Through-the-wall A/C plug just caught fire

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Old 12-23-17, 08:27 PM
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Through-the-wall A/C plug just caught fire

I just got a good scare tonight.

I've got a GE through-the-wall air conditioner in a back office at my home that's been working great for about 15 years. A couple of nights ago I started smelling something strange when I ran the unit, but thought it might have something to do with the heating elements that hadn't been used since last winter.

Tonight, the smell became intense and when I glanced over at the unit I saw a small flame licking up the side of the wall where the unit is plugged into the 240 volt outlet. I immediately shut off the unit and swatted out the flame with my hand. After I turned off the breaker, I removed the outlet from the wall and saw the plastic junction box was partially melted and the Eagle/Leviton receptacle was burned to the point that the contacts had separated from the device.

The A/C plug and the wall outlet are both melted. The sobering thought is if the A/C unit had been running and I had stepped into another part of the house, we'd have a home fully involved in fire.

Any thoughts on what might have caused this?
 
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Old 12-23-17, 08:57 PM
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Welcome to the forums.

I see it all the time. It's caused by a worn out receptacle with a loose contact.
A loose contact creates tremendous heat especially with the load of a heater.
 
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Old 12-23-17, 09:08 PM
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Thanks Pete.

Pete, it's got two hot legs and a ground. The A/C has a heating element and requires 240v. I suspected it was a loose contact, but it seems so strange because it has never been disconnected. Maybe some corrosion over the years?
 
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Old 12-23-17, 09:32 PM
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The contacts weaken with age as well as the heating and cooling.
A plug for a high current appliance will usually get warm during use.
 
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Old 12-23-17, 09:37 PM
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Corrosion is a possibility.
It is very hard to determine what actually caused overheating once outlet is burnt all the way like that. It is also possible that the wire was not screwed tight enough in the first place.
Slightly loose connection will cause heat and expand wire and screw when the unit is turned on and cool the the unit is off. This cycles over the years can cause wire to become looser and eventually can cause failure like that.

That plug does not appear to be have a LCDI (Leakage Current Detection and Interruption). How old is the unit ?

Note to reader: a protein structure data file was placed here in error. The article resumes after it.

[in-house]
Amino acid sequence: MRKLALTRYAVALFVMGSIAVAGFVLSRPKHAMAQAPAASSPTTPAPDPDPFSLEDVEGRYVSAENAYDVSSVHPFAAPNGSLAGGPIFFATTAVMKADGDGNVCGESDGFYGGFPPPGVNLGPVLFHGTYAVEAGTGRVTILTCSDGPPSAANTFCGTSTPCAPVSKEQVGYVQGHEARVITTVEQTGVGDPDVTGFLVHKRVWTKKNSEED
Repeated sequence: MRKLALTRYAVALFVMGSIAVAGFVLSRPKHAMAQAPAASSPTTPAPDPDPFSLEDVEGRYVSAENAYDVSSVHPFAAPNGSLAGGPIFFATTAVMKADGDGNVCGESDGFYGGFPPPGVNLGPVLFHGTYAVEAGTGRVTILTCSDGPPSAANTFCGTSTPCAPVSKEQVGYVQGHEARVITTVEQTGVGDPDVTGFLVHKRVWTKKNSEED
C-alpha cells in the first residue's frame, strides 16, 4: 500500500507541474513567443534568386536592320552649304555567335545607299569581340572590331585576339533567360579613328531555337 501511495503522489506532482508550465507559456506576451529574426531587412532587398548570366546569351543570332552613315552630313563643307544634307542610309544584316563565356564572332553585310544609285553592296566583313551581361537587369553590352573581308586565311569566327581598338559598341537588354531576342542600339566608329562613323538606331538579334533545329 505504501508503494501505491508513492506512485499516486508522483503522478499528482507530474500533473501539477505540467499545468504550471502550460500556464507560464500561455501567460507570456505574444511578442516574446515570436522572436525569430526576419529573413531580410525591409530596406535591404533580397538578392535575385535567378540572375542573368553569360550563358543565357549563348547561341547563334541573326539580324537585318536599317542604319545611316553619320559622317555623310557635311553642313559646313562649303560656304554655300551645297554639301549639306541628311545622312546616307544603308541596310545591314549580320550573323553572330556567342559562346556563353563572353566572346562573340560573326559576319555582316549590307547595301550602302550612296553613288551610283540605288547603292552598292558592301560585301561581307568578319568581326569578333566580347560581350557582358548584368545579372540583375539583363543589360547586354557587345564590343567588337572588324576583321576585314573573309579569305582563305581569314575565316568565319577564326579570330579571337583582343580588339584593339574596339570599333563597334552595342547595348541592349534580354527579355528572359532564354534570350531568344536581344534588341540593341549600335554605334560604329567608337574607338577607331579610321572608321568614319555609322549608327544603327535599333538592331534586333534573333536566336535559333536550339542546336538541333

I don't remember since when, but now LCDI is required on window and through the wall AC plugs. This would not have prevented fire you had, but just FYI.
 
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Old 12-23-17, 09:41 PM
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OP stated it's 15 years old.
 
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Old 12-23-17, 10:29 PM
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@lambition
LCDI Power cords were required for units made after August 2004
 
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Old 12-23-17, 11:23 PM
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Gremlins, I've seen this before.



As for the sobering thought, there is fire barrier putty that may slow down the flames from spreading for a couple hours or so.
 

Last edited by electrialdocius; 12-24-17 at 12:04 AM.
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Old 12-24-17, 10:44 AM
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Maybe an arc fault circuit breaker is the solution to prevent this from happening again?
 
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Old 12-24-17, 11:05 AM
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Yes, you can buy a combination 240/120 AFCI for many types of panels.

Your pictures show good reasons for other codes: namely, non-flammable outlet boxes, and boxes to be flush with the wall surface. That PVC plug will burn as you see, but even that is rated to be self-extinguishing after the current is stopped. The big issue, is how long will that current continue to run if left alone.
 
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Old 12-25-17, 06:39 AM
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Could the power cable [yellow romex] be aluminum, and worked loose? Just asking.
Sid
 
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Old 12-25-17, 08:10 AM
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Aluminum cable is too old to have a yellow sheath.
 
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Old 12-25-17, 10:22 AM
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Yeah I realized that the yellow romex wasn't part of the original problem it was part of an example. I meant the burned wiring.
Sorry for the error.
Sid
 
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Old 12-25-17, 10:50 AM
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We don't know what type of NM-b was used. We don't know it's yellow as that reference picture is not from this member. We do know it's copper as that can be seen in the first picture.
 
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